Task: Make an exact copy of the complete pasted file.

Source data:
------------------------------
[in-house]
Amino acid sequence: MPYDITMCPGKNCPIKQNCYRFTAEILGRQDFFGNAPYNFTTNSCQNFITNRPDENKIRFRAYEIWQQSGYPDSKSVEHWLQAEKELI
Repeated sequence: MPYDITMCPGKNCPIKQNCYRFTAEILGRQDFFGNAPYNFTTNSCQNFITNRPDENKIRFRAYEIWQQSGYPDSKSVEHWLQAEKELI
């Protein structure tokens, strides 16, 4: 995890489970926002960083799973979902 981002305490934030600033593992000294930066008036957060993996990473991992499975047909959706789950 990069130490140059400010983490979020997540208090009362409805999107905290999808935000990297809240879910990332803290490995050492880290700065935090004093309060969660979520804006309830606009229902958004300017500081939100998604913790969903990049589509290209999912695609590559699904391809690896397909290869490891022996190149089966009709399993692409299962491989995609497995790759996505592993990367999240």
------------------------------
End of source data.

[in-house]
Amino acid sequence: MPYDITMCPGKNCPIKQNCYRFTAEILGRQDFFGNAPYNFTTNSCQNFITNRPDENKIRFRAYEIWQQSGYPDSKSVEHWLQAEKELI
Repeated sequence: MPYDITMCPGKNCPIKQNCYRFTAEILGRQDFFGNAPYNFTTNSCQNFITNRPDENKIRFRAYEIWQQSGYPDSKSVEHWLQAEKELI
């Protein structure tokens, strides 16, 4: 995890489970926002960083799973979902 981002305490934030600033593992000294930066008036957060993996990473991992499975047909959706789950 990069130490140059400010983490979020997540208090009362409805999107905290999808935000990297809240879910990332803290490995050492880290700065935090004093309060969660979520804006309830606009229902958004300017500081939100998604913790969903990049589509290209999912695609590559699904391809690896397909290869490891022996190149089966009709399993692409299962491989995609497995790759996505592993990367999240």